Coming back the to Lehen peasants: All in all 13 of them were executed, others had cut off their fingers they had used to swear the Bundschuh. Joß Fritz however escaped and fled to Switzerland. In those times the Confederacy was no safe heaven, for two of his colleagues were captured there and executed in Basel. Joß's fate however is lost in history.

Saturday, March 2, 2013

Seume, who?

Johann Gottfried Seume
Johann Gottfried Seume (1763 - 1810) was a German writer, soldier, editor, frequent traveler, and a late enlightener. He was born in Saxony and is presently rediscovered - in part due to his 250th birthday on January 29 - as an extraordinary man of his time. Already last year, Bruno Preisendörfer had published Seume's biography titled: Der waghalsige Reisende (The audacious traveler).

Audacious indeed for in his most famous book Spaziergang nach Syrakus (Hike to Syracuse) Seume reports how he fell among the bandits on two occasions.

 He started the long hike in Leipzig on December 6, 1802, that brought him to Prague, Vienna, Florence, Rome, Naples, Palermo, Syracuse. He returned to Leipzig in August 1803 via Florence, Basel, Paris, Strasbourg, Frankfort, still wearing his original boots.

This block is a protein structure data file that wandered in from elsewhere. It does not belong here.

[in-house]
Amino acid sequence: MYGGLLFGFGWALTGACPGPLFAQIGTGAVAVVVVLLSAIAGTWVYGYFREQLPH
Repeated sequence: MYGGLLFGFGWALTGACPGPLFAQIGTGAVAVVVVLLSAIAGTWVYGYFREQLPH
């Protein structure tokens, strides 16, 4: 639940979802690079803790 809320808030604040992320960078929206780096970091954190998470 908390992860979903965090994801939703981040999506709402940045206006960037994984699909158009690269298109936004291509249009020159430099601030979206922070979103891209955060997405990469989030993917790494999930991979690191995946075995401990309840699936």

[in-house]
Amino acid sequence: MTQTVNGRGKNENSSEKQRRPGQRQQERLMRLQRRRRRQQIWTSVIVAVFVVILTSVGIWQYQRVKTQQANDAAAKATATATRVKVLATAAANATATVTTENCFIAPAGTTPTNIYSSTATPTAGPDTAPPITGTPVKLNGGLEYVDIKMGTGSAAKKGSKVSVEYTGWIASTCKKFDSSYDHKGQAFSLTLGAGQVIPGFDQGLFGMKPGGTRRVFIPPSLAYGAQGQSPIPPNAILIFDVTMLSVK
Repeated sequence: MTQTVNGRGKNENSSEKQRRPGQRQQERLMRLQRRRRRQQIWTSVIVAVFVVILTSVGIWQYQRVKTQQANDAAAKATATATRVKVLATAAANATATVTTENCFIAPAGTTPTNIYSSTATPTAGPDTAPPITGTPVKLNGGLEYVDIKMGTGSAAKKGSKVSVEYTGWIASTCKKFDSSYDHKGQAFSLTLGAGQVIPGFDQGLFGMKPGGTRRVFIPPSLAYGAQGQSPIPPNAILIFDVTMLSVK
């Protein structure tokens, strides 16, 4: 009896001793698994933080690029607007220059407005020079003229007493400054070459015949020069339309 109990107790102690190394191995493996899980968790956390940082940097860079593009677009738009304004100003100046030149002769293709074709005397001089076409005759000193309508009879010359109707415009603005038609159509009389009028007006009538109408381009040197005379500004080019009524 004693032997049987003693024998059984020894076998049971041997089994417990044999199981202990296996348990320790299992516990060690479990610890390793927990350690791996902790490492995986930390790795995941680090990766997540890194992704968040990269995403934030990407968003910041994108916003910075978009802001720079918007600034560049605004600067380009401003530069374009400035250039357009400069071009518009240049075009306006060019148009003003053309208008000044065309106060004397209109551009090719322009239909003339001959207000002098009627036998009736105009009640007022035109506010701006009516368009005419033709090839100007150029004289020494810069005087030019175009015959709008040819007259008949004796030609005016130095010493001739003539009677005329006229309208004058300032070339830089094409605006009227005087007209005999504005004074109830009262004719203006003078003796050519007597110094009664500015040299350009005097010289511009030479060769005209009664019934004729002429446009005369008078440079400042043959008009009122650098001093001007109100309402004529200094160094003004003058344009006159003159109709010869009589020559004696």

Whereas I was impressed by the quality of his boots and more so by his fresh and unorthodox style Caroline Herder, wife of Gottfried Herder, was disgusted: Seume's hike is unbearable stuff full of arrogance, vulgarity, and gloating with faineance. Today people tend to compare Seume's travel account to Goethe's Italien Journey. However, Johann Wolfgang had visited Italy and Sicily already as early as from 1786 to 1788 but wrote his account as late as in the years 1813 to 1817.

Seume's hike to Syracuse was not his only travel. Born as the son of a farmer in Saxony, the local pastor recognized young Gottfried's talent and provided good schooling so that in 1780 Seume started studying theology in Leipzig. But already one year later he fled the university for he had read books by the Earl of Shaftsbury (Inquiry concerning Virtue), the Viscount of Bolingbroke (Letters or Essays Addressed to Alexander Pope), and Pierre Bayle (Philosophical Commentaries) that had made him uneasy in his belief. Later he wrote in his Apokryphen: The reason for leaving Leipzig had been that I did not want to become one of those spitzköpfigen (pointed headed) clergymen supporting the nobility to preserve their privileges and keeping those Flachköpfe (flat-headed country people) in slavery.